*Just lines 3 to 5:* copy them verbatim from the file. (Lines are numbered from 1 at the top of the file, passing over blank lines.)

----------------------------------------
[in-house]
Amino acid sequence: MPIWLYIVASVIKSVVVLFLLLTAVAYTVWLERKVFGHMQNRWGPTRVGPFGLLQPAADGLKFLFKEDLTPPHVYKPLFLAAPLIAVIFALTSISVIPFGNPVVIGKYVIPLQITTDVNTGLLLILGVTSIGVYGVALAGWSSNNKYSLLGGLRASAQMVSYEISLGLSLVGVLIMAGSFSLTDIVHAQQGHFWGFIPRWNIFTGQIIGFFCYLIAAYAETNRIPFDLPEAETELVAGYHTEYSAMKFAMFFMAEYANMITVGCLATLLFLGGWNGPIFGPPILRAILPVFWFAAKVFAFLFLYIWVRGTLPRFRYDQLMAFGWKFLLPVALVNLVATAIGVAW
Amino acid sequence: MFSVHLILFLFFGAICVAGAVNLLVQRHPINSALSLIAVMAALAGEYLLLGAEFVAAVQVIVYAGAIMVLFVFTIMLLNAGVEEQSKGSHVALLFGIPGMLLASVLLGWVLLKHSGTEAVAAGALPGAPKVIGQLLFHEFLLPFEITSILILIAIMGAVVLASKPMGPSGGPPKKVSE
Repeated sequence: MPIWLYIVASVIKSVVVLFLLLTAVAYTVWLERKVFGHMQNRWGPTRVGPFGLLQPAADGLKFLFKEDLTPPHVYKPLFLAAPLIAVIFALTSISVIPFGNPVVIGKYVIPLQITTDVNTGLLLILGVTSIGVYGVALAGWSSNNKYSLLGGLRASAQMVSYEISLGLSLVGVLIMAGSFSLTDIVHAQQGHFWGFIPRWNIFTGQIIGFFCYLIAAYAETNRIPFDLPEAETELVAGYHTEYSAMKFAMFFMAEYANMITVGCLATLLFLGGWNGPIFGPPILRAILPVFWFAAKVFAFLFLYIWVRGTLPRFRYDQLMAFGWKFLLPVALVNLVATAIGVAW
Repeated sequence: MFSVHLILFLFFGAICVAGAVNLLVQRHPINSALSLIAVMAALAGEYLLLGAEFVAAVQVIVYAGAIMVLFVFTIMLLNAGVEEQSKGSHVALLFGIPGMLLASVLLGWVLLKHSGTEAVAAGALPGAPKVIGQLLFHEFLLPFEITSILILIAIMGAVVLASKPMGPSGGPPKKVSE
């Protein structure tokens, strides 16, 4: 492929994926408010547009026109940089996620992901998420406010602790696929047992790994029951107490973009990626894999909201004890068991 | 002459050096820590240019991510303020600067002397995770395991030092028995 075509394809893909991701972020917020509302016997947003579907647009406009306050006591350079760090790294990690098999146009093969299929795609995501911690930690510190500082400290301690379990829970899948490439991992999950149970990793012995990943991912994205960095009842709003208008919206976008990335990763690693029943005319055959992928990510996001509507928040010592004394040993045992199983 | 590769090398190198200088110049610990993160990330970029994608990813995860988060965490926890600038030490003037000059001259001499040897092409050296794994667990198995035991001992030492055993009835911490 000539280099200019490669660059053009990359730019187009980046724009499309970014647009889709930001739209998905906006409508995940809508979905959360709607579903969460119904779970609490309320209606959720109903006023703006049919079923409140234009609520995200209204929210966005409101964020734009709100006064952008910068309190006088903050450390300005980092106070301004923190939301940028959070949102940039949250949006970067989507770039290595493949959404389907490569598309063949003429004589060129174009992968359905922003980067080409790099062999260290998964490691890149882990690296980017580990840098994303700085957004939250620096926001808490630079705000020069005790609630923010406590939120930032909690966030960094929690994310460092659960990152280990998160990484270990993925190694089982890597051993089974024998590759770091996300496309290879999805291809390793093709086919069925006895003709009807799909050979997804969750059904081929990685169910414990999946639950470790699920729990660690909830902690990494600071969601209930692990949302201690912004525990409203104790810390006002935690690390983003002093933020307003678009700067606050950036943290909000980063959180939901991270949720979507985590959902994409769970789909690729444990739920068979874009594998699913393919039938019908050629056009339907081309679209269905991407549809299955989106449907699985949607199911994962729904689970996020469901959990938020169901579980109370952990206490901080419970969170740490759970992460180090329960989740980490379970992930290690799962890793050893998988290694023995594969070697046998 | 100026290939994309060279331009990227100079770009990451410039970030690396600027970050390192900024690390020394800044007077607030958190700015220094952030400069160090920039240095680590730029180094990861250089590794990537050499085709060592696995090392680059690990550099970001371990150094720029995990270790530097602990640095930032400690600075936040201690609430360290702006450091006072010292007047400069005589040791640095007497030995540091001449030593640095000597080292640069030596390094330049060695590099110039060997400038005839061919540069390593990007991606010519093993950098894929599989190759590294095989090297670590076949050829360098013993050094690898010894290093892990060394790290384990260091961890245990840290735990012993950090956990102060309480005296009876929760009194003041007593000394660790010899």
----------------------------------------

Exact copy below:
Amino acid sequence: MFSVHLILFLFFGAICVAGAVNLLVQRHPINSALSLIAVMAALAGEYLLLGAEFVAAVQVIVYAGAIMVLFVFTIMLLNAGVEEQSKGSHVALLFGIPGMLLASVLLGWVLLKHSGTEAVAAGALPGAPKVIGQLLFHEFLLPFEITSILILIAIMGAVVLASKPMGPSGGPPKKVSE
Repeated sequence: MPIWLYIVASVIKSVVVLFLLLTAVAYTVWLERKVFGHMQNRWGPTRVGPFGLLQPAADGLKFLFKEDLTPPHVYKPLFLAAPLIAVIFALTSISVIPFGNPVVIGKYVIPLQITTDVNTGLLLILGVTSIGVYGVALAGWSSNNKYSLLGGLRASAQMVSYEISLGLSLVGVLIMAGSFSLTDIVHAQQGHFWGFIPRWNIFTGQIIGFFCYLIAAYAETNRIPFDLPEAETELVAGYHTEYSAMKFAMFFMAEYANMITVGCLATLLFLGGWNGPIFGPPILRAILPVFWFAAKVFAFLFLYIWVRGTLPRFRYDQLMAFGWKFLLPVALVNLVATAIGVAW
Repeated sequence: MFSVHLILFLFFGAICVAGAVNLLVQRHPINSALSLIAVMAALAGEYLLLGAEFVAAVQVIVYAGAIMVLFVFTIMLLNAGVEEQSKGSHVALLFGIPGMLLASVLLGWVLLKHSGTEAVAAGALPGAPKVIGQLLFHEFLLPFEITSILILIAIMGAVVLASKPMGPSGGPPKKVSE